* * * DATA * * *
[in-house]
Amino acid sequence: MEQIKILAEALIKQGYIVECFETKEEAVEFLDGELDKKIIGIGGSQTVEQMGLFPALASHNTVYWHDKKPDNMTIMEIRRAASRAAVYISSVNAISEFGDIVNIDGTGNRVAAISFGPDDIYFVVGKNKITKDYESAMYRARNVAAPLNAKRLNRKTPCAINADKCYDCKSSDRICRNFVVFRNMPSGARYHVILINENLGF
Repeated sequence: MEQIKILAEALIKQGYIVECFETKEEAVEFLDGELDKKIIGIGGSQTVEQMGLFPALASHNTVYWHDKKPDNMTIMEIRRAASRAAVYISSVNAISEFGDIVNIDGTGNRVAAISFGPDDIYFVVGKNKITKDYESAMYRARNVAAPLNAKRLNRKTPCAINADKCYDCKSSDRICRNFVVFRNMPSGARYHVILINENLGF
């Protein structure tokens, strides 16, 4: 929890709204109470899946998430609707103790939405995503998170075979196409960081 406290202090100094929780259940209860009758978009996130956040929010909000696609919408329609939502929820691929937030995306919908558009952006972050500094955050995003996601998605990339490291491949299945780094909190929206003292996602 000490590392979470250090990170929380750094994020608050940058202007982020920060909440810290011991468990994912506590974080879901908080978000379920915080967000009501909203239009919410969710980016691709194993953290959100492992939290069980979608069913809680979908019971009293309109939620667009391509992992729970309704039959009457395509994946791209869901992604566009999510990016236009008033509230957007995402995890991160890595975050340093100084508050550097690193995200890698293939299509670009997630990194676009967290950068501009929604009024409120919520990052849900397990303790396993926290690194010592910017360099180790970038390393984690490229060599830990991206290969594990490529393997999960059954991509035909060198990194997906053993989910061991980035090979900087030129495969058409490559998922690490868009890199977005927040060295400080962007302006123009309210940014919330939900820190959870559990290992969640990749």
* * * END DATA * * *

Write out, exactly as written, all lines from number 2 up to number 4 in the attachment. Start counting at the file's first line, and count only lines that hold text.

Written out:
Amino acid sequence: MEQIKILAEALIKQGYIVECFETKEEAVEFLDGELDKKIIGIGGSQTVEQMGLFPALASHNTVYWHDKKPDNMTIMEIRRAASRAAVYISSVNAISEFGDIVNIDGTGNRVAAISFGPDDIYFVVGKNKITKDYESAMYRARNVAAPLNAKRLNRKTPCAINADKCYDCKSSDRICRNFVVFRNMPSGARYHVILINENLGF
Repeated sequence: MEQIKILAEALIKQGYIVECFETKEEAVEFLDGELDKKIIGIGGSQTVEQMGLFPALASHNTVYWHDKKPDNMTIMEIRRAASRAAVYISSVNAISEFGDIVNIDGTGNRVAAISFGPDDIYFVVGKNKITKDYESAMYRARNVAAPLNAKRLNRKTPCAINADKCYDCKSSDRICRNFVVFRNMPSGARYHVILINENLGF
């Protein structure tokens, strides 16, 4: 929890709204109470899946998430609707103790939405995503998170075979196409960081 406290202090100094929780259940209860009758978009996130956040929010909000696609919408329609939502929820691929937030995306919908558009952006972050500094955050995003996601998605990339490291491949299945780094909190929206003292996602 000490590392979470250090990170929380750094994020608050940058202007982020920060909440810290011991468990994912506590974080879901908080978000379920915080967000009501909203239009919410969710980016691709194993953290959100492992939290069980979608069913809680979908019971009293309109939620667009391509992992729970309704039959009457395509994946791209869901992604566009999510990016236009008033509230957007995402995890991160890595975050340093100084508050550097690193995200890698293939299509670009997630990194676009967290950068501009929604009024409120919520990052849900397990303790396993926290690194010592910017360099180790970038390393984690490229060599830990991206290969594990490529393997999960059954991509035909060198990194997906053993989910061991980035090979900087030129495969058409490559998922690490868009890199977005927040060295400080962007302006123009309210940014919330939900820190959870559990290992969640990749």